Upper Bay’s Underground Railroad in Word & Song

We hear a lot about Harriet Tubman and the Underground Railroad’s presence on Maryland’s lower Eastern Shore, but there is more to discover about the key role the upper Chesapeake Bay played in that part of history.

That’s why the Havre de Grace Maritime Museum is honing in on slaves’ road to freedom with a research project and a permanent museum exhibit it plans to open this spring.

The maritime museum will kick off this new focus with a lecture series on the Underground Railroad titled “Other Voices of Freedom.” The lectures will focus on the upper Bay and lower Susquehanna region, and begin this Saturday, Jan. 25.

Diana Harris, a Public History major at Harford Community College who is interning at the museum, will speak on “the songs of freedom and redemption from the era of American slavery,” as well as songs about the Underground Railroad and stretching all the way to the 20th-century Civil Rights Movement. Through word and song, Harris will teach about “coding,” pathways to freedom, and abolitionism.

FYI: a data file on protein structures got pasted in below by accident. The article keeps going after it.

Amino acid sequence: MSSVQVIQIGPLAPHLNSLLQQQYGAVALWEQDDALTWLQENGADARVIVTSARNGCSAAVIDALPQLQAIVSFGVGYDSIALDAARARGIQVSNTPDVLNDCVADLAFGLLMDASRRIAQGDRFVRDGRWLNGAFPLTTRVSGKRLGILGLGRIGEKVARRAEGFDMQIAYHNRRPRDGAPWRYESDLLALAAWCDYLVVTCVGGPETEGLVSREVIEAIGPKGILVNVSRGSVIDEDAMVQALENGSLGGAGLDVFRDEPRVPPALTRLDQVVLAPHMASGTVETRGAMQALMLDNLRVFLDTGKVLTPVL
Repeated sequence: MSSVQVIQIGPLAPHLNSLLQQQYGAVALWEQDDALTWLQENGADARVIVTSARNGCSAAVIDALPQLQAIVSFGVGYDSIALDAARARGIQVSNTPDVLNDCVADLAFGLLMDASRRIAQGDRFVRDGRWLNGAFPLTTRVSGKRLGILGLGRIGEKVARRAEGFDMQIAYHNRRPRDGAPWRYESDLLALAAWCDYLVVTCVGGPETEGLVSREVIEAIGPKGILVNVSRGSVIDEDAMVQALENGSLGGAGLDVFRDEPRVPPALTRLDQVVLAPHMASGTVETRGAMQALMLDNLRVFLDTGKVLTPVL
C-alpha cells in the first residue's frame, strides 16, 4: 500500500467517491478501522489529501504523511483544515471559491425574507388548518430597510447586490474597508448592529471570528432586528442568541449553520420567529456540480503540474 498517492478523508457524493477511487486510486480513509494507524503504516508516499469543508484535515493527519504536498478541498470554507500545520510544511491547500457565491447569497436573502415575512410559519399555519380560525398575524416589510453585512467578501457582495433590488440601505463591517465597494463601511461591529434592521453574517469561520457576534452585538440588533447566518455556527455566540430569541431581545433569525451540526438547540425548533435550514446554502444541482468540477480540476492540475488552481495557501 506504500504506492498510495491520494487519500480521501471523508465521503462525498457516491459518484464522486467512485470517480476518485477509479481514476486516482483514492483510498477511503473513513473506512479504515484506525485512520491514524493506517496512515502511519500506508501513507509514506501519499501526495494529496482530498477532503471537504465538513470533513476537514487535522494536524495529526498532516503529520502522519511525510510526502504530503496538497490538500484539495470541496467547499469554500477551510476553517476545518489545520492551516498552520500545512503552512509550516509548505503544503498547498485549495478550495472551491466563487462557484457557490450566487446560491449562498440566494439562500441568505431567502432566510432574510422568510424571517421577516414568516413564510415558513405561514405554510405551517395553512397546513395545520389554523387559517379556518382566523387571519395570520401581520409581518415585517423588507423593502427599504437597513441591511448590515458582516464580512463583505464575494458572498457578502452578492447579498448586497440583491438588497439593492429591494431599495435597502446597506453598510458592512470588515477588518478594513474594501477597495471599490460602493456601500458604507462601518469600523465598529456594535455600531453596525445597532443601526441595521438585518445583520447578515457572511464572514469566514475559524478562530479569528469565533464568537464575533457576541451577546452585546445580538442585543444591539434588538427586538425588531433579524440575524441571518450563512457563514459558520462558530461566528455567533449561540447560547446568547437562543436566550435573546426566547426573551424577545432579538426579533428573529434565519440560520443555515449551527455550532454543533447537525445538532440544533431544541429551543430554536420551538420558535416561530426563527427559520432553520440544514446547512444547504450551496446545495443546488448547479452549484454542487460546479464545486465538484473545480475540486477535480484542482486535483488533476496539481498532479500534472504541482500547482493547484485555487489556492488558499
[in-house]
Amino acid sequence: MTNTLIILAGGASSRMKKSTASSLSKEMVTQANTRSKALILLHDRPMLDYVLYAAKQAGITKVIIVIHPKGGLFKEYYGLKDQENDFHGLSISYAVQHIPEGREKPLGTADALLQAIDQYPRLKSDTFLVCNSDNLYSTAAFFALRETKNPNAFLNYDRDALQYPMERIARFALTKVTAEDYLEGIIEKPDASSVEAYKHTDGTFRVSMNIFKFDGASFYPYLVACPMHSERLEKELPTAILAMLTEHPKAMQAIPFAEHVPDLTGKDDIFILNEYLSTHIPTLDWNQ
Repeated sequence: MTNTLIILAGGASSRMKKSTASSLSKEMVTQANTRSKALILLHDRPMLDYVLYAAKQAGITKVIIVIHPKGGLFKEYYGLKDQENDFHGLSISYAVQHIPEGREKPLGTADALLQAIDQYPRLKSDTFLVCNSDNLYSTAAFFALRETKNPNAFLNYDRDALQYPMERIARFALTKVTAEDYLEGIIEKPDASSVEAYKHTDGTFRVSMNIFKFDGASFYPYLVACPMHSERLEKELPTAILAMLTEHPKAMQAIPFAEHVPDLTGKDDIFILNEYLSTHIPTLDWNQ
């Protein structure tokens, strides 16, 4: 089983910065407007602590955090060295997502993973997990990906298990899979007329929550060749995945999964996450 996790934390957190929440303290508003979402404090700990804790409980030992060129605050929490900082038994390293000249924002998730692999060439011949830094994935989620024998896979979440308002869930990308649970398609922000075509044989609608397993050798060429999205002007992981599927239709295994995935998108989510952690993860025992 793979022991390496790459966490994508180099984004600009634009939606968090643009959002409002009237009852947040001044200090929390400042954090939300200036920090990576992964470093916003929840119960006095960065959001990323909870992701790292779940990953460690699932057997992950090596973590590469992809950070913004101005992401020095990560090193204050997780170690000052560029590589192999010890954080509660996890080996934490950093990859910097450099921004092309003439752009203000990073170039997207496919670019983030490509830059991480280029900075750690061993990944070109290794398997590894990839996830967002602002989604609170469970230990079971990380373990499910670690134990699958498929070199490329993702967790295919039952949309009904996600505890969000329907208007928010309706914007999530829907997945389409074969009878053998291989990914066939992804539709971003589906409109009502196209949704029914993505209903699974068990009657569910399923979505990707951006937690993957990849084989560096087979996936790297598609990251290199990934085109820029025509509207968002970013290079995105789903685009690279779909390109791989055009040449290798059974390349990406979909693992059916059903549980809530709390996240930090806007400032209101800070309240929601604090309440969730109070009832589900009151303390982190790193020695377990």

The Havre de Grace Maritime Museum has just received grants from the Maryland Historical Trust, the Lower Susquehanna Heritage Greenway, the Joseph Robert Foundation and the Harford County Cultural Arts Board to research the Underground Railroad in Harford and Cecil Counties and up the Susquehanna River to Wrightsville, Pennsylvania.

The permanent, interactive exhibit the maritime museum is working on will look at the roles played by waterways on the Underground Railroad. The museum points out that “waterways provided a means of transport by boat on both the Chesapeake Bay and by ferry across the Susquehanna River.”

The exhibit is expected to open in April or May.

-Meg Walburn Viviano